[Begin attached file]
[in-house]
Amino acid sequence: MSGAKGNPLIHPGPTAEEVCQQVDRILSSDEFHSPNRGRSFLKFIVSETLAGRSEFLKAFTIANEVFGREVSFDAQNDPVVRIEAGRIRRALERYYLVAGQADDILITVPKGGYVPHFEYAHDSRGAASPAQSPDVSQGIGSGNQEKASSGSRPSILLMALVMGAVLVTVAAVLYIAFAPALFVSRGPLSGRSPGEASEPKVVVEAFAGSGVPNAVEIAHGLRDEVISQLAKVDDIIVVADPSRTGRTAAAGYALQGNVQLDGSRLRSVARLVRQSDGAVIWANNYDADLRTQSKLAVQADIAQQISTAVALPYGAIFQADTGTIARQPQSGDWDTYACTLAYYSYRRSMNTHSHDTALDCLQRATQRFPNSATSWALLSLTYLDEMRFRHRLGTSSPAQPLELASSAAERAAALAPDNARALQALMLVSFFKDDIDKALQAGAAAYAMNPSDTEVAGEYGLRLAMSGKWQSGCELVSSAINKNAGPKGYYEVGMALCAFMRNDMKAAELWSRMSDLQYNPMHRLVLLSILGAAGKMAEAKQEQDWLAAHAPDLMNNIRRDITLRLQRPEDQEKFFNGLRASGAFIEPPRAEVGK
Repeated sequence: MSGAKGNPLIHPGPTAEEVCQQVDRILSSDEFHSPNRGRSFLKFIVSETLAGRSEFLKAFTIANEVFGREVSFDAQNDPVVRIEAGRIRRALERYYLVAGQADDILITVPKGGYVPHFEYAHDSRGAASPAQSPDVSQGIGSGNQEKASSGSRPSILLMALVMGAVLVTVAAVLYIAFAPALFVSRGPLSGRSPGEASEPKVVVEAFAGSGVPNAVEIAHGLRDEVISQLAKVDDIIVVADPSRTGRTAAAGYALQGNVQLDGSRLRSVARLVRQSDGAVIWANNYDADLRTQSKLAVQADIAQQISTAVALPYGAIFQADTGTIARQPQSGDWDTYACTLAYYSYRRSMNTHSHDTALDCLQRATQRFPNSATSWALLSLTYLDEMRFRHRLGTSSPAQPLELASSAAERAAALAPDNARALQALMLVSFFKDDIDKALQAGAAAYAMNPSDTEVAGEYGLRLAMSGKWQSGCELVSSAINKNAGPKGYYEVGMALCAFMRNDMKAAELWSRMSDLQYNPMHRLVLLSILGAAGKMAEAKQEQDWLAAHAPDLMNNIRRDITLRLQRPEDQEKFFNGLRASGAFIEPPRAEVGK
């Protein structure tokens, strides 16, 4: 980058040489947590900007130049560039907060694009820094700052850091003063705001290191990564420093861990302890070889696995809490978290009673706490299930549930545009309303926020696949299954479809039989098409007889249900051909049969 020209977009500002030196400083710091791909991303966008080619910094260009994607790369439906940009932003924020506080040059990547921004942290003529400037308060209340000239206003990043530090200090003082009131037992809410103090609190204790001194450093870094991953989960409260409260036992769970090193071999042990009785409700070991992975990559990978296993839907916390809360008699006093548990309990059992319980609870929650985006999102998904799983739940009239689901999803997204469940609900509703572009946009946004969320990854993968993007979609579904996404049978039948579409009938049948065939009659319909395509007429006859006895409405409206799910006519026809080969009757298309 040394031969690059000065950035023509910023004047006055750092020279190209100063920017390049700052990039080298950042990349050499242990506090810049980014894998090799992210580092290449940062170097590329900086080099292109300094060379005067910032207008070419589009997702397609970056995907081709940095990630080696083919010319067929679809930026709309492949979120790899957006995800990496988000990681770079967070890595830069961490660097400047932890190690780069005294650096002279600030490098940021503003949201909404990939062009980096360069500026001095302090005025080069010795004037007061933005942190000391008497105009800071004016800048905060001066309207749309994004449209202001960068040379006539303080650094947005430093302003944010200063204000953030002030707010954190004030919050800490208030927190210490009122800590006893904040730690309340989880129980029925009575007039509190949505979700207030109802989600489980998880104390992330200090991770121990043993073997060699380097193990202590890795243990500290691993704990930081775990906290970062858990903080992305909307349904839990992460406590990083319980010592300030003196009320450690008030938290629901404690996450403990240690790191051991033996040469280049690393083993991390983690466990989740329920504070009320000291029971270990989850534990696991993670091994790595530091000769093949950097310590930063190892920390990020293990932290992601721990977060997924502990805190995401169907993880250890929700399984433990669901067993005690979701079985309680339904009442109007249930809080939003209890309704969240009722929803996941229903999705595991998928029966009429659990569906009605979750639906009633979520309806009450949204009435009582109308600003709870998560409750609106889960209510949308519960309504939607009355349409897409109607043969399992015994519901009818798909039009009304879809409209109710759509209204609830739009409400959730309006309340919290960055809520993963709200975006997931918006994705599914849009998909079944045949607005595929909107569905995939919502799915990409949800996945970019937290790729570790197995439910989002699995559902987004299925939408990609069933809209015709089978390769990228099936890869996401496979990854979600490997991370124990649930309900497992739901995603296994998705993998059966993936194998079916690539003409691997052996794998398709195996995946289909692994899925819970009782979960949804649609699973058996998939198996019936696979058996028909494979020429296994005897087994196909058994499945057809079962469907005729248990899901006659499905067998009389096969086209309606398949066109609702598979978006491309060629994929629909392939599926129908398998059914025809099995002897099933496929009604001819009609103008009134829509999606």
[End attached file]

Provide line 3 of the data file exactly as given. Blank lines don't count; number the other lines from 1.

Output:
Repeated sequence: MSGAKGNPLIHPGPTAEEVCQQVDRILSSDEFHSPNRGRSFLKFIVSETLAGRSEFLKAFTIANEVFGREVSFDAQNDPVVRIEAGRIRRALERYYLVAGQADDILITVPKGGYVPHFEYAHDSRGAASPAQSPDVSQGIGSGNQEKASSGSRPSILLMALVMGAVLVTVAAVLYIAFAPALFVSRGPLSGRSPGEASEPKVVVEAFAGSGVPNAVEIAHGLRDEVISQLAKVDDIIVVADPSRTGRTAAAGYALQGNVQLDGSRLRSVARLVRQSDGAVIWANNYDADLRTQSKLAVQADIAQQISTAVALPYGAIFQADTGTIARQPQSGDWDTYACTLAYYSYRRSMNTHSHDTALDCLQRATQRFPNSATSWALLSLTYLDEMRFRHRLGTSSPAQPLELASSAAERAAALAPDNARALQALMLVSFFKDDIDKALQAGAAAYAMNPSDTEVAGEYGLRLAMSGKWQSGCELVSSAINKNAGPKGYYEVGMALCAFMRNDMKAAELWSRMSDLQYNPMHRLVLLSILGAAGKMAEAKQEQDWLAAHAPDLMNNIRRDITLRLQRPEDQEKFFNGLRASGAFIEPPRAEVGK